Computer World In Tokyo: Tokyo 1981 (KCD9881)
Nakano Sunplaza, Tokyo, Japan – September 8, 1981
(75:09) Numbers, Computer World, Computer Love, Home Computer, Neon Lights, Autobahn, Showroom Dummies, Trans-Europe Express, The Robots, It’s More Fun To Compute, Outro
Formed in 1970 in Germany, Kraftwerk were pioneers of electronic music and would be very influential to the genre throughout the 70s and 80s even having influence on modern dance tracks. Early on, their music was played on conventional instruments (guitars, drums, flutes, etc…) using tape manipulations to distort or mask their sound but by 1973 they began using more synthesizers and drum machines and were experimenting more with the vocoder and eventually some of the earliest sequencers. Around 1975 they solidified what many consider to be the classic lineup of founding members Ralf Hutter and Florian Schneider with Wolfgang Flur and Karl Bartos.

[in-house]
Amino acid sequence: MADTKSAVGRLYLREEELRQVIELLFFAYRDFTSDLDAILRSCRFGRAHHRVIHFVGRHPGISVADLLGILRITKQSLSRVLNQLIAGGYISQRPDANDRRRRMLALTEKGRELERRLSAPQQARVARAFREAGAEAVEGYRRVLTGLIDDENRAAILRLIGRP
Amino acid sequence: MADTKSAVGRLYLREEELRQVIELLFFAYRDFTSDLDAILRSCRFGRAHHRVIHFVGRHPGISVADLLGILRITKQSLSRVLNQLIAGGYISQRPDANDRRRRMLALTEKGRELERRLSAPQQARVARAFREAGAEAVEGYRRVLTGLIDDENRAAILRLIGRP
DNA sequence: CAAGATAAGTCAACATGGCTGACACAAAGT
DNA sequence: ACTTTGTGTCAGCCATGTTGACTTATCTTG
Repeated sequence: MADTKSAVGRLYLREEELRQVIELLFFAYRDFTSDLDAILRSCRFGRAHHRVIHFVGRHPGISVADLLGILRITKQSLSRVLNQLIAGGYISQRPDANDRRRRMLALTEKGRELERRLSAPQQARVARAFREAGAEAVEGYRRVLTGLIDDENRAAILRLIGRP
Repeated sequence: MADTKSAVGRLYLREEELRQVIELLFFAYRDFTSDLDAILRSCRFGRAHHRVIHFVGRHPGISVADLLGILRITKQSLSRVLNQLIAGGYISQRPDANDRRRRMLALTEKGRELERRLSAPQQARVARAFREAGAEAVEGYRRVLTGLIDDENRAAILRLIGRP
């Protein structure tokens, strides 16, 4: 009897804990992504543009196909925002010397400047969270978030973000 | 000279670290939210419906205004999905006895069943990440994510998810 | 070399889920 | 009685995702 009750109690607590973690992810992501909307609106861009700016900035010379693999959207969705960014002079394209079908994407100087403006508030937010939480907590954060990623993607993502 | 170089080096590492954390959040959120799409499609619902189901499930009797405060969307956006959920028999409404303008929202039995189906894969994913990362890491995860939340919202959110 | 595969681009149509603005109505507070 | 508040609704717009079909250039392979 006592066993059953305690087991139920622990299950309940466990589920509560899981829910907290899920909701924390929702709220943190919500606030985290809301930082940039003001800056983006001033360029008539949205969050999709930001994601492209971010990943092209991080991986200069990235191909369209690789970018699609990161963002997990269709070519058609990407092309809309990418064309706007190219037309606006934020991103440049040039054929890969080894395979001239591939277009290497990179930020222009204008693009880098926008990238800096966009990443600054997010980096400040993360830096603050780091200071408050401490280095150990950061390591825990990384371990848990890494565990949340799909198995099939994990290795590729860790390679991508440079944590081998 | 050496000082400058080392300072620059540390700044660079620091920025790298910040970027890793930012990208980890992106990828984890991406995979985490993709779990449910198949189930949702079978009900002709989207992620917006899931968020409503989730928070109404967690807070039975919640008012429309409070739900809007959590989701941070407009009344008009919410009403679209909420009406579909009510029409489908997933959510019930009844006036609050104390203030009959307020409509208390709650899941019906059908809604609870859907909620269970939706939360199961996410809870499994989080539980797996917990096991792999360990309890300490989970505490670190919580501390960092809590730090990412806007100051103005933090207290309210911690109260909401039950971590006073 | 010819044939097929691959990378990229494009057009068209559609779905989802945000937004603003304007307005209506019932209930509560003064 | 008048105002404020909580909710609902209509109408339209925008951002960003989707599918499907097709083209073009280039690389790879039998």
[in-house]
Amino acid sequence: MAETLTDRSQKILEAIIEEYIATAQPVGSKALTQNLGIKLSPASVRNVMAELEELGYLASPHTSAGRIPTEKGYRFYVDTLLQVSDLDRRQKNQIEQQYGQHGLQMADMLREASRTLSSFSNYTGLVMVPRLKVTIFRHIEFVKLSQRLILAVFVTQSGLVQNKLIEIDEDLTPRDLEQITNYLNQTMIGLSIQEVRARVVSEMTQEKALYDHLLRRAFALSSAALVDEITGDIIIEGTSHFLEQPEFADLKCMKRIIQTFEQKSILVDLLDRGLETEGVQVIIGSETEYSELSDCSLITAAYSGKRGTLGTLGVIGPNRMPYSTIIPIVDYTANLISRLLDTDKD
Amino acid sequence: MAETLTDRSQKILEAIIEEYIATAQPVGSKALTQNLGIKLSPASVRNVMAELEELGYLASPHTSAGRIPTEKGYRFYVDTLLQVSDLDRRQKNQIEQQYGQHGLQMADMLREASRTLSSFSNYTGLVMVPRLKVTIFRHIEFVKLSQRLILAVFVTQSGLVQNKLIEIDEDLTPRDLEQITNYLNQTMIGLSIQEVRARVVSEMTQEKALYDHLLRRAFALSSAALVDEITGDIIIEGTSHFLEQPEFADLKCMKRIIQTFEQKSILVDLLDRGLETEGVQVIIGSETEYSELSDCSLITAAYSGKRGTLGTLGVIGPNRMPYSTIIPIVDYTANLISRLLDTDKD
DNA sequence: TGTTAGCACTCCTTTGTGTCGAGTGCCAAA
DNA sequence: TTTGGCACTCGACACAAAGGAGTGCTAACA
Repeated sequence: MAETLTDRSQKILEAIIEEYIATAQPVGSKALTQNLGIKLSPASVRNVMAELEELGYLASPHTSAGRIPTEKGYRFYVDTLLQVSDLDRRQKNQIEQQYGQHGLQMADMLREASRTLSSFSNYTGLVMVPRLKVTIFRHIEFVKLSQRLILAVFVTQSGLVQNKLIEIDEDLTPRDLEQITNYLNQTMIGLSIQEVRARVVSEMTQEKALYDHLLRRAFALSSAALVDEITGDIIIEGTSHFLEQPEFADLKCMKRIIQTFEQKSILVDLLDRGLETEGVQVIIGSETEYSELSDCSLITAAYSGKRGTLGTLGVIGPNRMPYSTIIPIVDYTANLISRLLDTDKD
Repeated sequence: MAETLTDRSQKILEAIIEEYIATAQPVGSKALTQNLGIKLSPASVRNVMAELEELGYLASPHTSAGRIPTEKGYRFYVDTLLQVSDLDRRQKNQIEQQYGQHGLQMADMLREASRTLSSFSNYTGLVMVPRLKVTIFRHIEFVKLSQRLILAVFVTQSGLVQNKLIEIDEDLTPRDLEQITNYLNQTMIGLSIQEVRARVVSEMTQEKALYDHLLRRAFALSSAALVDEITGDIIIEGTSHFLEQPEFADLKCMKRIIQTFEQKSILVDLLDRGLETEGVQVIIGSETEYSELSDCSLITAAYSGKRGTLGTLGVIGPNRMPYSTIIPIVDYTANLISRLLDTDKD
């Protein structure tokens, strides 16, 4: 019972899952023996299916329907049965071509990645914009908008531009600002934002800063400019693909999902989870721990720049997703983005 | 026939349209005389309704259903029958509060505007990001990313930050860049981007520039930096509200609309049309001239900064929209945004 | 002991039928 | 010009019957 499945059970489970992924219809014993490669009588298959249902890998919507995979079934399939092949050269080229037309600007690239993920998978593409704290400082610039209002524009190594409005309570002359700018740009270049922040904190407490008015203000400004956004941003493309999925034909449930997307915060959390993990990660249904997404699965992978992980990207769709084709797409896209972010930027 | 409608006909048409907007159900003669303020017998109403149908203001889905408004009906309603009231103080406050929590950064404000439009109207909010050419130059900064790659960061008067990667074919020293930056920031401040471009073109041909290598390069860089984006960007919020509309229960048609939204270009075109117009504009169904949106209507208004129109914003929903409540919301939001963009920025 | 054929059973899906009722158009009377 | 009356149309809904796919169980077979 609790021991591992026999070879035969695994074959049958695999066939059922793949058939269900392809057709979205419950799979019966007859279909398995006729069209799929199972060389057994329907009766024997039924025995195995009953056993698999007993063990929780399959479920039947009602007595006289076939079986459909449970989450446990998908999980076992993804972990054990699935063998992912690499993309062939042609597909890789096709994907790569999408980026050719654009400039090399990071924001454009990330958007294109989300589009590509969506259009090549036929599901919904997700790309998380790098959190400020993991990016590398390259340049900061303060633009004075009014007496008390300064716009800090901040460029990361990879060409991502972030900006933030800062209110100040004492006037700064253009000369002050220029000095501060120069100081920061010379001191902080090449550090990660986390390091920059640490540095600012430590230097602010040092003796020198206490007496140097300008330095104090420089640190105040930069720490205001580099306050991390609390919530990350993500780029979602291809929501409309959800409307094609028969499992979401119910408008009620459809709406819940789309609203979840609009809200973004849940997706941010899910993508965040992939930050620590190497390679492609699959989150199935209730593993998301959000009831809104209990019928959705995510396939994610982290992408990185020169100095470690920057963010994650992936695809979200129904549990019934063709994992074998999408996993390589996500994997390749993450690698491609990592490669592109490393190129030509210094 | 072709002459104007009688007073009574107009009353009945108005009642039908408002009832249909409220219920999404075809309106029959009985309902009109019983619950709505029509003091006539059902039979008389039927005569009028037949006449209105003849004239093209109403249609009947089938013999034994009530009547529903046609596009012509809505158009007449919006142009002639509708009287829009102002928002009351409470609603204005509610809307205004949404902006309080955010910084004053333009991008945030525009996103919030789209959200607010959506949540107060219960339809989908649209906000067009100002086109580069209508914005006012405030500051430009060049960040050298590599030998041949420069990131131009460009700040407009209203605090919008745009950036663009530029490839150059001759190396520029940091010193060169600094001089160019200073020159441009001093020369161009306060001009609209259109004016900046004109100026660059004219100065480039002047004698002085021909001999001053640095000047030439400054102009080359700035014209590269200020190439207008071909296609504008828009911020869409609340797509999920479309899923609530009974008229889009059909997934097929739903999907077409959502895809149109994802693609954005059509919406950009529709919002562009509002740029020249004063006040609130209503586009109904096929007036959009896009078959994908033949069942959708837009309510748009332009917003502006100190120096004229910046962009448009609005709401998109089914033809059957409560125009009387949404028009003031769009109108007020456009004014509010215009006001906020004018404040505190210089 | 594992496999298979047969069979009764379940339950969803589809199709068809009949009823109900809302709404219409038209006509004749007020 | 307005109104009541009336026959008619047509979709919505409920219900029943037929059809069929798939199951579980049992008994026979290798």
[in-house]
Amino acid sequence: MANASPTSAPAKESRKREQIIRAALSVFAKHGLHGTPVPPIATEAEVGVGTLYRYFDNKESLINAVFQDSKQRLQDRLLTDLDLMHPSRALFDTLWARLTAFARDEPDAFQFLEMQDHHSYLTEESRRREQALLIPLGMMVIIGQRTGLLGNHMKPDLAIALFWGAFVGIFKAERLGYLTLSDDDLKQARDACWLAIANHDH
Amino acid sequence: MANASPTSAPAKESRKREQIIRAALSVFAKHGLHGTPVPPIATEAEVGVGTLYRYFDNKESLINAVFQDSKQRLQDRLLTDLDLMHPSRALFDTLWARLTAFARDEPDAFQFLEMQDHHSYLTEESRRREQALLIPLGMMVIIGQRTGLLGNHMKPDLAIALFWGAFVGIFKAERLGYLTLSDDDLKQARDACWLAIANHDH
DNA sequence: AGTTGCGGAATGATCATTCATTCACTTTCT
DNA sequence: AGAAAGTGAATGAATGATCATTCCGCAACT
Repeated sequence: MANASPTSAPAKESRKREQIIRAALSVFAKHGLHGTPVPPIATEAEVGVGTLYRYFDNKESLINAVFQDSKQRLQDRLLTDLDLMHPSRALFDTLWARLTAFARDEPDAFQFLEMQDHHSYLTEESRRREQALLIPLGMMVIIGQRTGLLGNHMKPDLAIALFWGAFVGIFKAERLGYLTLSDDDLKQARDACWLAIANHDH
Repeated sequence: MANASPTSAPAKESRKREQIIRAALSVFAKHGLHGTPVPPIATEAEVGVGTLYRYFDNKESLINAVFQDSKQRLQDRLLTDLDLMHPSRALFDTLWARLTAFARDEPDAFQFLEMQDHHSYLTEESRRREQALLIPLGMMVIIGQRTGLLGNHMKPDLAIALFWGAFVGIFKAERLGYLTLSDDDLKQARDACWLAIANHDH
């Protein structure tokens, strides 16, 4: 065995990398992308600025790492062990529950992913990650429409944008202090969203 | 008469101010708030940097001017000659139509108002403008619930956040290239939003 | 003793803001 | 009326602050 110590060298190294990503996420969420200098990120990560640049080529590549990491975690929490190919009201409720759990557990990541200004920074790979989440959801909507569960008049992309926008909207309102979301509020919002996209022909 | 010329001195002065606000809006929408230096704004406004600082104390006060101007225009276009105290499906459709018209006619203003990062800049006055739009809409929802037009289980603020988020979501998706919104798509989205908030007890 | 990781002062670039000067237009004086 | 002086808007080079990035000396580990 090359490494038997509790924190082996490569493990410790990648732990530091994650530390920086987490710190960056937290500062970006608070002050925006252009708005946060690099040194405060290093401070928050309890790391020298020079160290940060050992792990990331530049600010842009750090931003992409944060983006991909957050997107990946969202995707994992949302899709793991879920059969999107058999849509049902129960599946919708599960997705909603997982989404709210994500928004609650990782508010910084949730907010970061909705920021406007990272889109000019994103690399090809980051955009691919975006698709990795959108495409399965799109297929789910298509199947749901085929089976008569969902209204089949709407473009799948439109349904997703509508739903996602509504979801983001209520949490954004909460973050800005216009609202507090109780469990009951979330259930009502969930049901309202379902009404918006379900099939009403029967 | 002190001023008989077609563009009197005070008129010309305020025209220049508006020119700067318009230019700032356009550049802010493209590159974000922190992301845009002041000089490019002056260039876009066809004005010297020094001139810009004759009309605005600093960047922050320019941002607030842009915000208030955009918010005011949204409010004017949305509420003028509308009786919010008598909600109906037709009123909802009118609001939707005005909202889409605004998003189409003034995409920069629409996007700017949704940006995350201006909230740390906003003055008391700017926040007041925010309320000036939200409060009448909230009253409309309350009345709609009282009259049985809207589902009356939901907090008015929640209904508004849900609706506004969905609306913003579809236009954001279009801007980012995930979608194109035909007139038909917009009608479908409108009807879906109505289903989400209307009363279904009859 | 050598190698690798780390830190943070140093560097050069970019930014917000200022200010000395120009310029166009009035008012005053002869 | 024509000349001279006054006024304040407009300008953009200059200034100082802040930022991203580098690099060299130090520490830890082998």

Kraftwerk’s appearance at Nakano Sunplaza on September 8th, 1981 comes from a perfect sounding stereo FM broadcast. The sound is very clean and enjoyable with minimal audience mixed in between songs. They had released their eighth studio album, Computer World, in May of which the main theme dealt with the rise of computers within society. While they feature five of the albums seven songs here, they don’t feature anything from their first three LPs but do include the lengthy title track from their fourth album, Autobahn and two tracks each from Trans-Europe Express and The Man-Machine.
For fans of electronic or experimental music Computer World In Tokyo is an excellent quality recording certainly comparable to an official release. Packaged in a single jewel case with several photos of the band this is easily recommended to fans of this musical genre.If you liked this review, buy me a cup of joe. (Suggested: $3 a shot or $7.5 for a double)